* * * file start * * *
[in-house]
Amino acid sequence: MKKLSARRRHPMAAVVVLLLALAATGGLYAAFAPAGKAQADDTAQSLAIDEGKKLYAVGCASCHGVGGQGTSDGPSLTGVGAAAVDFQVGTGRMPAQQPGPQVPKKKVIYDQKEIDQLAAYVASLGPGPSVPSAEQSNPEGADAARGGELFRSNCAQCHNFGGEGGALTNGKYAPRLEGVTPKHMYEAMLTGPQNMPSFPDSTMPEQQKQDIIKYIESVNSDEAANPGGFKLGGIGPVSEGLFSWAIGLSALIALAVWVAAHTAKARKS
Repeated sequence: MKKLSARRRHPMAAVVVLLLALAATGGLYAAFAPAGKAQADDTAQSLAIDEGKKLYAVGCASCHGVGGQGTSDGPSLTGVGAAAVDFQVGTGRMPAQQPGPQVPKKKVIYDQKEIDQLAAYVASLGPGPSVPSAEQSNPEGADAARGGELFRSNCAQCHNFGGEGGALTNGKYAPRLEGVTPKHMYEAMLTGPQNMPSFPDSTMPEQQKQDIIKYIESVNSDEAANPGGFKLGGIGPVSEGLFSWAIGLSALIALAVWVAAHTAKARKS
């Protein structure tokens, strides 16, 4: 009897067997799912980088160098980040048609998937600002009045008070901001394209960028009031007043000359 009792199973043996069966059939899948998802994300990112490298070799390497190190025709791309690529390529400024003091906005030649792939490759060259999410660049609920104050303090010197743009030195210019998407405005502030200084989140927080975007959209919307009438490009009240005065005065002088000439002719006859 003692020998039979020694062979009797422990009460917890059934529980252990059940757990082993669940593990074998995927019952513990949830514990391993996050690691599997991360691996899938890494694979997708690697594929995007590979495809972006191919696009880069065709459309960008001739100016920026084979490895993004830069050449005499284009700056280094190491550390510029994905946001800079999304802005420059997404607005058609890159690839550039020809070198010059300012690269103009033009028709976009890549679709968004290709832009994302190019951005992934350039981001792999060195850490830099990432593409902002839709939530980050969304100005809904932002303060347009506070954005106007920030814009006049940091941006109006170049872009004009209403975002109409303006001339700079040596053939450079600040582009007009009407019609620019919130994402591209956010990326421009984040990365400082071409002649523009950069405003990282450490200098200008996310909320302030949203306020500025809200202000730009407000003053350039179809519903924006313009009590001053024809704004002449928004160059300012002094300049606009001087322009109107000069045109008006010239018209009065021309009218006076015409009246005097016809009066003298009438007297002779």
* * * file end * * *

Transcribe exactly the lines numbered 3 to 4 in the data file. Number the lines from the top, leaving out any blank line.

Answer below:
Repeated sequence: MKKLSARRRHPMAAVVVLLLALAATGGLYAAFAPAGKAQADDTAQSLAIDEGKKLYAVGCASCHGVGGQGTSDGPSLTGVGAAAVDFQVGTGRMPAQQPGPQVPKKKVIYDQKEIDQLAAYVASLGPGPSVPSAEQSNPEGADAARGGELFRSNCAQCHNFGGEGGALTNGKYAPRLEGVTPKHMYEAMLTGPQNMPSFPDSTMPEQQKQDIIKYIESVNSDEAANPGGFKLGGIGPVSEGLFSWAIGLSALIALAVWVAAHTAKARKS
């Protein structure tokens, strides 16, 4: 009897067997799912980088160098980040048609998937600002009045008070901001394209960028009031007043000359 009792199973043996069966059939899948998802994300990112490298070799390497190190025709791309690529390529400024003091906005030649792939490759060259999410660049609920104050303090010197743009030195210019998407405005502030200084989140927080975007959209919307009438490009009240005065005065002088000439002719006859 003692020998039979020694062979009797422990009460917890059934529980252990059940757990082993669940593990074998995927019952513990949830514990391993996050690691599997991360691996899938890494694979997708690697594929995007590979495809972006191919696009880069065709459309960008001739100016920026084979490895993004830069050449005499284009700056280094190491550390510029994905946001800079999304802005420059997404607005058609890159690839550039020809070198010059300012690269103009033009028709976009890549679709968004290709832009994302190019951005992934350039981001792999060195850490830099990432593409902002839709939530980050969304100005809904932002303060347009506070954005106007920030814009006049940091941006109006170049872009004009209403975002109409303006001339700079040596053939450079600040582009007009009407019609620019919130994402591209956010990326421009984040990365400082071409002649523009950069405003990282450490200098200008996310909320302030949203306020500025809200202000730009407000003053350039179809519903924006313009009590001053024809704004002449928004160059300012002094300049606009001087322009109107000069045109008006010239018209009065021309009218006076015409009246005097016809009066003298009438007297002779």